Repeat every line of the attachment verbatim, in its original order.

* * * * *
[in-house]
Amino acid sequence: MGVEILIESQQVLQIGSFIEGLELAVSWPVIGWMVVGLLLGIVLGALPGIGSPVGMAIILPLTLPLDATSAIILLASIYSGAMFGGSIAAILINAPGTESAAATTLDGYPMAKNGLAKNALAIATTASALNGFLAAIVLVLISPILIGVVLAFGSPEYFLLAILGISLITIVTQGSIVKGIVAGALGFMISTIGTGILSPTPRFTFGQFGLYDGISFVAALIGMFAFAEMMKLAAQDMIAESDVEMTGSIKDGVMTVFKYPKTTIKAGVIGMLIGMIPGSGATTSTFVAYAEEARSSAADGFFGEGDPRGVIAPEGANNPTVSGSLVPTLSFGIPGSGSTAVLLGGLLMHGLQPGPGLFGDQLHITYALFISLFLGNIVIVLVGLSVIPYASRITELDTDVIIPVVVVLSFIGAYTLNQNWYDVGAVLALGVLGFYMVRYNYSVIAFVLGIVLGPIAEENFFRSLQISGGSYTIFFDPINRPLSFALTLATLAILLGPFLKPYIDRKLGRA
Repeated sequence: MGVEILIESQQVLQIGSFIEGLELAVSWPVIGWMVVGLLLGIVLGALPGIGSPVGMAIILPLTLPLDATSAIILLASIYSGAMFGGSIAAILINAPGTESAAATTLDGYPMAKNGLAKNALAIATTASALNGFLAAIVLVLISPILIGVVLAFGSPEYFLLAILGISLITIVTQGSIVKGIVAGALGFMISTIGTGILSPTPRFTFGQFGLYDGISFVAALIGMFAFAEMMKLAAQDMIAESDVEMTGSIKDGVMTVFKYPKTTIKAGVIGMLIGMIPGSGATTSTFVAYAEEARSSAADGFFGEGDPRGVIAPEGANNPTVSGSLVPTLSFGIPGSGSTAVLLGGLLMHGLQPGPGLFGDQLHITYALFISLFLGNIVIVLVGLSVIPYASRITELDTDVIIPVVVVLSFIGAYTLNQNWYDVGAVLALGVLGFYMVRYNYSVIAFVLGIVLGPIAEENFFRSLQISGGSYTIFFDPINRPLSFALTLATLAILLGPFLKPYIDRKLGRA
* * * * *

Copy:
[in-house]
Amino acid sequence: MGVEILIESQQVLQIGSFIEGLELAVSWPVIGWMVVGLLLGIVLGALPGIGSPVGMAIILPLTLPLDATSAIILLASIYSGAMFGGSIAAILINAPGTESAAATTLDGYPMAKNGLAKNALAIATTASALNGFLAAIVLVLISPILIGVVLAFGSPEYFLLAILGISLITIVTQGSIVKGIVAGALGFMISTIGTGILSPTPRFTFGQFGLYDGISFVAALIGMFAFAEMMKLAAQDMIAESDVEMTGSIKDGVMTVFKYPKTTIKAGVIGMLIGMIPGSGATTSTFVAYAEEARSSAADGFFGEGDPRGVIAPEGANNPTVSGSLVPTLSFGIPGSGSTAVLLGGLLMHGLQPGPGLFGDQLHITYALFISLFLGNIVIVLVGLSVIPYASRITELDTDVIIPVVVVLSFIGAYTLNQNWYDVGAVLALGVLGFYMVRYNYSVIAFVLGIVLGPIAEENFFRSLQISGGSYTIFFDPINRPLSFALTLATLAILLGPFLKPYIDRKLGRA
Repeated sequence: MGVEILIESQQVLQIGSFIEGLELAVSWPVIGWMVVGLLLGIVLGALPGIGSPVGMAIILPLTLPLDATSAIILLASIYSGAMFGGSIAAILINAPGTESAAATTLDGYPMAKNGLAKNALAIATTASALNGFLAAIVLVLISPILIGVVLAFGSPEYFLLAILGISLITIVTQGSIVKGIVAGALGFMISTIGTGILSPTPRFTFGQFGLYDGISFVAALIGMFAFAEMMKLAAQDMIAESDVEMTGSIKDGVMTVFKYPKTTIKAGVIGMLIGMIPGSGATTSTFVAYAEEARSSAADGFFGEGDPRGVIAPEGANNPTVSGSLVPTLSFGIPGSGSTAVLLGGLLMHGLQPGPGLFGDQLHITYALFISLFLGNIVIVLVGLSVIPYASRITELDTDVIIPVVVVLSFIGAYTLNQNWYDVGAVLALGVLGFYMVRYNYSVIAFVLGIVLGPIAEENFFRSLQISGGSYTIFFDPINRPLSFALTLATLAILLGPFLKPYIDRKLGRA